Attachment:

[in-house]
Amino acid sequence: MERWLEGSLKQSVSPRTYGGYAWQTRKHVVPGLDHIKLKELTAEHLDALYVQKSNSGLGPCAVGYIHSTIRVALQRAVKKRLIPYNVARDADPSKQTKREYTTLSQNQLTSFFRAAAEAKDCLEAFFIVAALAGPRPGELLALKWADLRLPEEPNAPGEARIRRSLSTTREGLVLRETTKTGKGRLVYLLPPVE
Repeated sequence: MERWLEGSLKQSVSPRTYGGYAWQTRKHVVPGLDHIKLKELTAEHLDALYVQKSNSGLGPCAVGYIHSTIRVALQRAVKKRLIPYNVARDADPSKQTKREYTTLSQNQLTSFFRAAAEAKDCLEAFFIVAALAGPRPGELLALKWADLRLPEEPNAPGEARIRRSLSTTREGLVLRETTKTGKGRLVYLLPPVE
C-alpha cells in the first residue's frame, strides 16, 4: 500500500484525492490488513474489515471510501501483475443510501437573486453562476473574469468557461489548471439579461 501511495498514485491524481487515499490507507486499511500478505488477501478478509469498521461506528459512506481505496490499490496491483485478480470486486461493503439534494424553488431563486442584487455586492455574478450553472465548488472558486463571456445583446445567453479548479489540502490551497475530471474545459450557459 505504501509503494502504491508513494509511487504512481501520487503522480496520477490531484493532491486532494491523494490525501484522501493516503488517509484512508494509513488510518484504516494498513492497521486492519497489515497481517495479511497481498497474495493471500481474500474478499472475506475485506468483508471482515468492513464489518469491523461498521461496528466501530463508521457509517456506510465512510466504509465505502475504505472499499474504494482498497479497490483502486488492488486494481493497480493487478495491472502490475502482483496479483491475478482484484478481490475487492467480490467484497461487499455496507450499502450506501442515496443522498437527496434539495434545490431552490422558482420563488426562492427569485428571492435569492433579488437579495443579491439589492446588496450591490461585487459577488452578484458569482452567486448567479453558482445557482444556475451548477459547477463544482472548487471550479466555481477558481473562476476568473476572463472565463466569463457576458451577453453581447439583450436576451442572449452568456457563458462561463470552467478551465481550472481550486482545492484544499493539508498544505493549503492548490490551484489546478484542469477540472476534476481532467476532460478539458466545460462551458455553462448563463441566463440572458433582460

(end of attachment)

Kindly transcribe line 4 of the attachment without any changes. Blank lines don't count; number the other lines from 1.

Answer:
C-alpha cells in the first residue's frame, strides 16, 4: 500500500484525492490488513474489515471510501501483475443510501437573486453562476473574469468557461489548471439579461 501511495498514485491524481487515499490507507486499511500478505488477501478478509469498521461506528459512506481505496490499490496491483485478480470486486461493503439534494424553488431563486442584487455586492455574478450553472465548488472558486463571456445583446445567453479548479489540502490551497475530471474545459450557459 505504501509503494502504491508513494509511487504512481501520487503522480496520477490531484493532491486532494491523494490525501484522501493516503488517509484512508494509513488510518484504516494498513492497521486492519497489515497481517495479511497481498497474495493471500481474500474478499472475506475485506468483508471482515468492513464489518469491523461498521461496528466501530463508521457509517456506510465512510466504509465505502475504505472499499474504494482498497479497490483502486488492488486494481493497480493487478495491472502490475502482483496479483491475478482484484478481490475487492467480490467484497461487499455496507450499502450506501442515496443522498437527496434539495434545490431552490422558482420563488426562492427569485428571492435569492433579488437579495443579491439589492446588496450591490461585487459577488452578484458569482452567486448567479453558482445557482444556475451548477459547477463544482472548487471550479466555481477558481473562476476568473476572463472565463466569463457576458451577453453581447439583450436576451442572449452568456457563458462561463470552467478551465481550472481550486482545492484544499493539508498544505493549503492548490490551484489546478484542469477540472476534476481532467476532460478539458466545460462551458455553462448563463441566463440572458433582460